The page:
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 (trō′koid′, trŏk′oid′)
A curve traced by a point on or connected with a circle as the circle rolls along a fixed straight line.
adj. also tro·choi·dal (trō-koid′l, trŏk-oid′l)
1. Capable of or exhibiting rotation about a central axis.
2. Permitting rotation, as a pulley or pivot.

[Greek trokhoeidēs, wheellike : trokhos, wheel; see trochee + -oeidēs, -oid.]

tro·choi′dal·ly adv.
American Heritage® Dictionary of the English Language, Fifth Edition. Copyright © 2016 by Houghton Mifflin Harcourt Publishing Company. Published by Houghton Mifflin Harcourt Publishing Company. All rights reserved.
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The machines can employ trochoidal dynamic power or high speed cutting strategies for tools rotating as fast as 90,000 rpm.
Though you can track the hurricanes yourself, you do need to be aware of the phenomena of "wobbling", known by forecasters as trochoidal motion.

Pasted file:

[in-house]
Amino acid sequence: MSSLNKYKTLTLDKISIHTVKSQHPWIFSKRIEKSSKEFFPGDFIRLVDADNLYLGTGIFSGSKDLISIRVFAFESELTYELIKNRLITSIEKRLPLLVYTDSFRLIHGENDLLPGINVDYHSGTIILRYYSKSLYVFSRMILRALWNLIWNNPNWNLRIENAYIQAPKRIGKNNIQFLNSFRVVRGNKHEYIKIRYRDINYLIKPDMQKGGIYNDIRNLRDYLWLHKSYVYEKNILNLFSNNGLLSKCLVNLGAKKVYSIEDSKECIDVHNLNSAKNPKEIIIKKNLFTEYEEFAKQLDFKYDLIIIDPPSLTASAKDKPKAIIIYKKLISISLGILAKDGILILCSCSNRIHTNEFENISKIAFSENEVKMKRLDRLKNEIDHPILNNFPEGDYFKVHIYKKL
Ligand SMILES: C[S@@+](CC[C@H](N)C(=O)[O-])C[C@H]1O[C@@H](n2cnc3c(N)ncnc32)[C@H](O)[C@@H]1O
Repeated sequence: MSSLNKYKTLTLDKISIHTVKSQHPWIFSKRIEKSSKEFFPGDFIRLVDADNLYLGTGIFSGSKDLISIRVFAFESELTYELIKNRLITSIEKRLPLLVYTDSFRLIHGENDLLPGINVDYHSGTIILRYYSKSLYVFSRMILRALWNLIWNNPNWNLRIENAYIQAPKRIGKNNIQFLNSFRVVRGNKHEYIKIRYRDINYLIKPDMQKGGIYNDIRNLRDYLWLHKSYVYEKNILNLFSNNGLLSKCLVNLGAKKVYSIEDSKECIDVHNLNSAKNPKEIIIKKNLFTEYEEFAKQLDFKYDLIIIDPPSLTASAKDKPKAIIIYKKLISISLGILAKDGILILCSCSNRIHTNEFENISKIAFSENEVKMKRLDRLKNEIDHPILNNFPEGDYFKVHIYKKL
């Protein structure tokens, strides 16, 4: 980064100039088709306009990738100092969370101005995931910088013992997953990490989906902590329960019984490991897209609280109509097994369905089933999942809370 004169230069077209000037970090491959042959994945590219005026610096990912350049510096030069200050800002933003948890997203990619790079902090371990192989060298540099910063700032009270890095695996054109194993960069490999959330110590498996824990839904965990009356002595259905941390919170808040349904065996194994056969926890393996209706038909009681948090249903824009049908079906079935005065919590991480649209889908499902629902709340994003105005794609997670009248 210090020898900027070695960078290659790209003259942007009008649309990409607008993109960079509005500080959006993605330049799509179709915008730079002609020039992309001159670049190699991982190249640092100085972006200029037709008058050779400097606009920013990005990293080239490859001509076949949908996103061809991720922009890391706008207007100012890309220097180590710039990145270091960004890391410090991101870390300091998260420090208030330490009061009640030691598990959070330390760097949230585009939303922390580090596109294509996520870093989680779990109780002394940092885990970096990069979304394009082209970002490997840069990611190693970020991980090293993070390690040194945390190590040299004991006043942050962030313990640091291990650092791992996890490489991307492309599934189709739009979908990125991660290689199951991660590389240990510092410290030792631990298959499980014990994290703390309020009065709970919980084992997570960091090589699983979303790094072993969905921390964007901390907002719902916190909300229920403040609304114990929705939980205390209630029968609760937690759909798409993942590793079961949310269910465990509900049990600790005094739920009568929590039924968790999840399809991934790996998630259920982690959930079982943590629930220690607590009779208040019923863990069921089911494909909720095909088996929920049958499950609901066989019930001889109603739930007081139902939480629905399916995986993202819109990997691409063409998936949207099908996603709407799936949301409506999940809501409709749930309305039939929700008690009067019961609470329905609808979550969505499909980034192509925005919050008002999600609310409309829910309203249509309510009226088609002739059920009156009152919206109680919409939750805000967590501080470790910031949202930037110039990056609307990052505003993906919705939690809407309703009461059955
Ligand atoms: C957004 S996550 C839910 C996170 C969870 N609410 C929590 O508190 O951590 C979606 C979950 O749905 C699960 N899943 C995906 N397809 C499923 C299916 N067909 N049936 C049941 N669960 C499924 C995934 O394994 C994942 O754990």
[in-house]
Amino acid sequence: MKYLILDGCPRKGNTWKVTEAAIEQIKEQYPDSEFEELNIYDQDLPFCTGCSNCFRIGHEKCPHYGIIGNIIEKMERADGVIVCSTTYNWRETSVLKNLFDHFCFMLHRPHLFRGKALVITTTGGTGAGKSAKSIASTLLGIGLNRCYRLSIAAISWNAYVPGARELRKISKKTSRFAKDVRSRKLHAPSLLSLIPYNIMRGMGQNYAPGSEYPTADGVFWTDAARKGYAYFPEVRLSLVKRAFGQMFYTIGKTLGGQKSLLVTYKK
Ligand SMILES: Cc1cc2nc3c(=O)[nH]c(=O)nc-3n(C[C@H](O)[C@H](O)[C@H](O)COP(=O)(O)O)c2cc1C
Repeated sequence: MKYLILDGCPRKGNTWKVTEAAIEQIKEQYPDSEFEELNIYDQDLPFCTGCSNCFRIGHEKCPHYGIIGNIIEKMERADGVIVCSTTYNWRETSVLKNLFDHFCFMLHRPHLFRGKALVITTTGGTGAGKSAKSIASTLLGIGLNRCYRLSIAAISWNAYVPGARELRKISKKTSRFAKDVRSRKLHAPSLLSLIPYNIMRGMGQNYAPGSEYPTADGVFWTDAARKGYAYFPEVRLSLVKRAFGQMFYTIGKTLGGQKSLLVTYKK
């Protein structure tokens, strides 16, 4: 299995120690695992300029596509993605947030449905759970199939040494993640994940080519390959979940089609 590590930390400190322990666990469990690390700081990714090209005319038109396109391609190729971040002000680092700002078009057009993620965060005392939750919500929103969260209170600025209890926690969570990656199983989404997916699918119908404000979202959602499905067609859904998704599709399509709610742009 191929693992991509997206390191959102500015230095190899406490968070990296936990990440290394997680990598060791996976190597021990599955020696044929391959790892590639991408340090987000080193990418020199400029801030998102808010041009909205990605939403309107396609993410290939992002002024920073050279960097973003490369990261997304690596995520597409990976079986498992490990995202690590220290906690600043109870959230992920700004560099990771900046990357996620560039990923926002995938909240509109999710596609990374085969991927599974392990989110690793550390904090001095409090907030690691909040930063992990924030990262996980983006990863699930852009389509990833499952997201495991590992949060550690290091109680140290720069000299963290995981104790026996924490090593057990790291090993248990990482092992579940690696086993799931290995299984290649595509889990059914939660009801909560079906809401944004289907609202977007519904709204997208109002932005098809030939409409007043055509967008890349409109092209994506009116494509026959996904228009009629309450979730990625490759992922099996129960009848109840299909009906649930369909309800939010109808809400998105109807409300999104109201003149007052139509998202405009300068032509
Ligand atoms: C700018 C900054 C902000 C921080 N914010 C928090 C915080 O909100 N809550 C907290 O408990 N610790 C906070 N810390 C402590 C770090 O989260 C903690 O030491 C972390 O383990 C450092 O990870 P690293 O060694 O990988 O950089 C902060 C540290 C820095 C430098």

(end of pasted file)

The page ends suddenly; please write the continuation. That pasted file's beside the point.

Kaiser, Gillete and Spinazzola (2010) used a sensory learning program based on the Bolles (2001) proposal, which employs a trochoidal movement table, a computerized light instrument, and an acoustic training game for the purpose of creating interactions between the visual, auditory, and vestibular systems to bring about improvements in sensory integration and adaptive body responses.
The main reasons are the adaptive control of the tool and the growing use of trochoidal tool path generation.
[5] introduce an idea on using circle curve to replace standard trochoidal root fillet with BEM.
With increasing wind speed, the shapes of the sea waves become more trochoidal, and the motions of the facets on the sea surface are no longer closed orbits.
A few isolated trochoidal (symmetrical) sharp-crested sandwaves are oriented normal to the mussel reefs (Figs 4, 5).
Modern trochoidal and plunge milling strategies, combined with rigid holders and the new milling tools on the market, let even low-end machines achieve considerable chip volume with no loss of speed or performance.